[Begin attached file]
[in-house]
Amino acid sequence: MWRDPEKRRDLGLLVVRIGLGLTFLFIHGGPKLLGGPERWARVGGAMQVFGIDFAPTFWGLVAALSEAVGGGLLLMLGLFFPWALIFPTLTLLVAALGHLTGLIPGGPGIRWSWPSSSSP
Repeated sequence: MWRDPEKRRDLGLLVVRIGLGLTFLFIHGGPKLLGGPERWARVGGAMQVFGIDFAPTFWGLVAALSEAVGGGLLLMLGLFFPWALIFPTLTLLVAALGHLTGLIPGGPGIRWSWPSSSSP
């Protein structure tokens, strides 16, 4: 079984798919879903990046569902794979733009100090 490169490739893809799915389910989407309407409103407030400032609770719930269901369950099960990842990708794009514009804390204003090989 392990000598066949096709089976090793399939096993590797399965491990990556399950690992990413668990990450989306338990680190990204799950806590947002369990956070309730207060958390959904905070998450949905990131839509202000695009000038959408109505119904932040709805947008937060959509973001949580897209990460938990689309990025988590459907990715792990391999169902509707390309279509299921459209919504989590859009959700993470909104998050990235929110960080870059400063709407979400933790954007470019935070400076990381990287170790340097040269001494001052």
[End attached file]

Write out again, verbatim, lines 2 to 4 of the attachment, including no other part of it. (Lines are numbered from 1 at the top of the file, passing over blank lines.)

Amino acid sequence: MWRDPEKRRDLGLLVVRIGLGLTFLFIHGGPKLLGGPERWARVGGAMQVFGIDFAPTFWGLVAALSEAVGGGLLLMLGLFFPWALIFPTLTLLVAALGHLTGLIPGGPGIRWSWPSSSSP
Repeated sequence: MWRDPEKRRDLGLLVVRIGLGLTFLFIHGGPKLLGGPERWARVGGAMQVFGIDFAPTFWGLVAALSEAVGGGLLLMLGLFFPWALIFPTLTLLVAALGHLTGLIPGGPGIRWSWPSSSSP
């Protein structure tokens, strides 16, 4: 079984798919879903990046569902794979733009100090 490169490739893809799915389910989407309407409103407030400032609770719930269901369950099960990842990708794009514009804390204003090989 392990000598066949096709089976090793399939096993590797399965491990990556399950690992990413668990990450989306338990680190990204799950806590947002369990956070309730207060958390959904905070998450949905990131839509202000695009000038959408109505119904932040709805947008937060959509973001949580897209990460938990689309990025988590459907990715792990391999169902509707390309279509299921459209919504989590859009959700993470909104998050990235929110960080870059400063709407979400933790954007470019935070400076990381990287170790340097040269001494001052």